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I’ve had several customers ask me what they should do with their vegetable garden over the winter. Well, if your garden is not “working” (growing cool-season veggies), then here’s what to do.
Get all weeds and debris out of there! They provide ideal hiding places for insect eggs and can host mold spores. If you had a disease problem, then don’t compost the debris—dispose of it.
We’re a little late this year, but next year consider planting a cover crop. A blend of peas and oaks, red clover, or buckwheat sowed anytime from September through the first of October then tilled into the garden after a hard freeze, adds fresh “green manure” to your garden, as well as enriching the soil with nitrogen. And cover crops like buckwheat and red clover provide fall food for pollinators.
Top dress your garden beds with two to three inches of mixed compost. I use a mixture of mushroom compost along with leaf compost and a bag or two of composted cow manure.
I like to “mix-up” the plant-based composts so I get a different mix of micro-nutrients. And while I do add some manure, I keep it to no more than one-third of what I add—because it is high in nitrogen. Too much nitrogen in your soil will give you that ten-foot tall tomato—with no fruit!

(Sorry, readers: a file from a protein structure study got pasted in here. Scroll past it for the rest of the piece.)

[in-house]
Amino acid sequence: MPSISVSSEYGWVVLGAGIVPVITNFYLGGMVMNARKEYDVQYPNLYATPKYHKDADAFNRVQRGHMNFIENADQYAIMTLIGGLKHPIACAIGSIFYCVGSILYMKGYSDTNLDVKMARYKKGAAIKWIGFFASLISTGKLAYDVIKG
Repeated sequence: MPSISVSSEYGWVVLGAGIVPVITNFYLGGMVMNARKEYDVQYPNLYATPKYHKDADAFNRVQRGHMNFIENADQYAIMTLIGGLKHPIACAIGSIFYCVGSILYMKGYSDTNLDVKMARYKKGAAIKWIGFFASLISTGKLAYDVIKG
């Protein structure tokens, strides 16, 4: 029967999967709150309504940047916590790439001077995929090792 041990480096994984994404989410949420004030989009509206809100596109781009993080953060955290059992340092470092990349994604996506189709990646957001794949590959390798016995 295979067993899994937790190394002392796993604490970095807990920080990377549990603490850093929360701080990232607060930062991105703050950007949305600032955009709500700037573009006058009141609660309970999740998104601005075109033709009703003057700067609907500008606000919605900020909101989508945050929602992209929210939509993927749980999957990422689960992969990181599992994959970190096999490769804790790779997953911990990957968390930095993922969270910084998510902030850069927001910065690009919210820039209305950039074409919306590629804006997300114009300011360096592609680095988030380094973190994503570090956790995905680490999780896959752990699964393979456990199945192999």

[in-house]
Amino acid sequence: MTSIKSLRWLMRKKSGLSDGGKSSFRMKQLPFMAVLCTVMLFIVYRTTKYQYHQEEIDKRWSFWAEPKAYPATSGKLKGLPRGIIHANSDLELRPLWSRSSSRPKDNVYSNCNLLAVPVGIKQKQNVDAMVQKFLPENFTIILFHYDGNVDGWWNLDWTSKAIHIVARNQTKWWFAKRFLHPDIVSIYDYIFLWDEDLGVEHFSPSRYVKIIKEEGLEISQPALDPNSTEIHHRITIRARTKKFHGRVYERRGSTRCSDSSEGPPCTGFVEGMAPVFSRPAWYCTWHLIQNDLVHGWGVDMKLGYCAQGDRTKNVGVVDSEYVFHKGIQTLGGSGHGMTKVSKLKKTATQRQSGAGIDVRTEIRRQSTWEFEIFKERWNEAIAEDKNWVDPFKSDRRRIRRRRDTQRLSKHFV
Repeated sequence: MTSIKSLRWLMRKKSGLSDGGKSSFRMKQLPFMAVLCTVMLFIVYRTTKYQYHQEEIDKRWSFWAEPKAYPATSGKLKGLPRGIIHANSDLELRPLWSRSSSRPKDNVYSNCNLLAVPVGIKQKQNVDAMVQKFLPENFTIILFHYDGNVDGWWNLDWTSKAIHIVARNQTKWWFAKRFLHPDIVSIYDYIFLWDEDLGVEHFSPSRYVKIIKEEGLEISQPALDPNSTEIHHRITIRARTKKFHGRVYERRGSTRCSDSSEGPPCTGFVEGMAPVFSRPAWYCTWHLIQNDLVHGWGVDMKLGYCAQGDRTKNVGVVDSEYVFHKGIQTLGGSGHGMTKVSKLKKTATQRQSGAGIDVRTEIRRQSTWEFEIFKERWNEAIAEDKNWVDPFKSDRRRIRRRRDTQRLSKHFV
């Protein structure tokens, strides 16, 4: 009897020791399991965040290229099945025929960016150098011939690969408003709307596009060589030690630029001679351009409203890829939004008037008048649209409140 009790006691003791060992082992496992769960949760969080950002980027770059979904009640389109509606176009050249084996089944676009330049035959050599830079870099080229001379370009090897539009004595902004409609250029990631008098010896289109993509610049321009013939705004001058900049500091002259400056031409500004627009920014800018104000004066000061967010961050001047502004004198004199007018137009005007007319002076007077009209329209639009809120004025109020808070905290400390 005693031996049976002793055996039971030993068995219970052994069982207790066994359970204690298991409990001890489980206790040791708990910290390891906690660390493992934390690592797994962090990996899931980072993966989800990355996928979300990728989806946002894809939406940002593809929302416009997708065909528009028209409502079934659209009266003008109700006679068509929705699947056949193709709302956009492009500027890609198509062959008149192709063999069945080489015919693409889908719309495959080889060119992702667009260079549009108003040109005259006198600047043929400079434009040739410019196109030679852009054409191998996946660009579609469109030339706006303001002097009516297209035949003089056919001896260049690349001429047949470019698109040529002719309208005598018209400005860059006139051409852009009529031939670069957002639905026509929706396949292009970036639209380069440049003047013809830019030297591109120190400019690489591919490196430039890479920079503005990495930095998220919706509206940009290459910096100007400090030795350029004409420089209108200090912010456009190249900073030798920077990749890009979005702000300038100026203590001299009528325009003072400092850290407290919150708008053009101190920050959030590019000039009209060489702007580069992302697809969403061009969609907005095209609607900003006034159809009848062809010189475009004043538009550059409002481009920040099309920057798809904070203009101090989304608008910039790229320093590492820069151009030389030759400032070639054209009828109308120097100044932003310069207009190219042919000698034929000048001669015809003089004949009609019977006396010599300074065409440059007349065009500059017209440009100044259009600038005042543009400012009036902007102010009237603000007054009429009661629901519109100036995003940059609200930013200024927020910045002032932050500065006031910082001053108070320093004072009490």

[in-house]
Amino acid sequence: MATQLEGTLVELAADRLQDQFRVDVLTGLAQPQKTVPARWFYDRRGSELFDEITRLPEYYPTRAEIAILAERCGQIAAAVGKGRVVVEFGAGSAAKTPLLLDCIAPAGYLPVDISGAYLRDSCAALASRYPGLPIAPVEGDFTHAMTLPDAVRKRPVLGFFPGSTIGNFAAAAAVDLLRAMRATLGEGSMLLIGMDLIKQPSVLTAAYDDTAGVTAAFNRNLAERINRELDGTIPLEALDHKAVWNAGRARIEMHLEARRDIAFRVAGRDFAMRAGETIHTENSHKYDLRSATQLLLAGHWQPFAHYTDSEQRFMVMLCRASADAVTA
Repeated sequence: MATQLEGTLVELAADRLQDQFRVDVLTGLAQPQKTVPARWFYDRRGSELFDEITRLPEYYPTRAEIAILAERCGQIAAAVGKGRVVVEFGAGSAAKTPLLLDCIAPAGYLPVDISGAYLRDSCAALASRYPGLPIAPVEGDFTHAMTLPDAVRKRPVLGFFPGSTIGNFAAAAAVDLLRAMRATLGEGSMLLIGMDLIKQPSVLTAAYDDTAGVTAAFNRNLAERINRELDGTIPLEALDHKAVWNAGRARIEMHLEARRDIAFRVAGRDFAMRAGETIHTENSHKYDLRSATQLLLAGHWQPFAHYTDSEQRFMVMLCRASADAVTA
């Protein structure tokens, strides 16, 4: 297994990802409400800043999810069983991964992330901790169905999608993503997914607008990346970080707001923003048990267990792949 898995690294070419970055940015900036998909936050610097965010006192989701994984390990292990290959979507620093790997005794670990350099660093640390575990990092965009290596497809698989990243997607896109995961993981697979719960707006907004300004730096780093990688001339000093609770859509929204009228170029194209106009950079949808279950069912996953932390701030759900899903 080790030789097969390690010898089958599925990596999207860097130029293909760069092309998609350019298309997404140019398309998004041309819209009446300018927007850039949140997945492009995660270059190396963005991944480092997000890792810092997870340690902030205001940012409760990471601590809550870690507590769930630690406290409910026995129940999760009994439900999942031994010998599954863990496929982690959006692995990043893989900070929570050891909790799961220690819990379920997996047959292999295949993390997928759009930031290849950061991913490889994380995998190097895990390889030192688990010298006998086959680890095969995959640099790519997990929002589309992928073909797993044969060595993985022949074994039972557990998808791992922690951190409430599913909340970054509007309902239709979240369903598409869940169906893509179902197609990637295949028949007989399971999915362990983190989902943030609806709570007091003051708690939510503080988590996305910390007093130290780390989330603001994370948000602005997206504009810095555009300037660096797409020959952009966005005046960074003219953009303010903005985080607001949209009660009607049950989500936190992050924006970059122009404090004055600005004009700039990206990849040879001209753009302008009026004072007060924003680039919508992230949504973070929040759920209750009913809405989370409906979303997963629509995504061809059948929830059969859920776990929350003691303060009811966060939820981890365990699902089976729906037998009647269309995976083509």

Now I’ll sprinkle in a bag or two of Green Sand (made from marine minerals) or kelp meal—both good sources of micro-nutrients. Yes, plants need nitrogen, phosphorus, and potassium—but they also need minute amounts of iron, magnesium, and a host of other minerals to keep them vigorous and disease-resistant. I don’t even till them in—I just let it sit over winter and allow winter precipitation to wash the nutrients down into the soil.
I like to toss on a couple of inches of fallen leaves. I run over them with the lawnmower first to chop them up so they’ll break down faster. Don’t do this when they’re wet, by the way, or they just clump up together. Over the winter, I’ll check periodically to be sure my garden beds stay free of weeds and debris. But that’s really all I have to do. Come spring, I’m ready to plant.
One more thing you could do now is a soil test that actually tells you exactly what nutrients you are deficient in. Call us for details.
Keeping your soil renewed each fall makes a busy spring so much easier.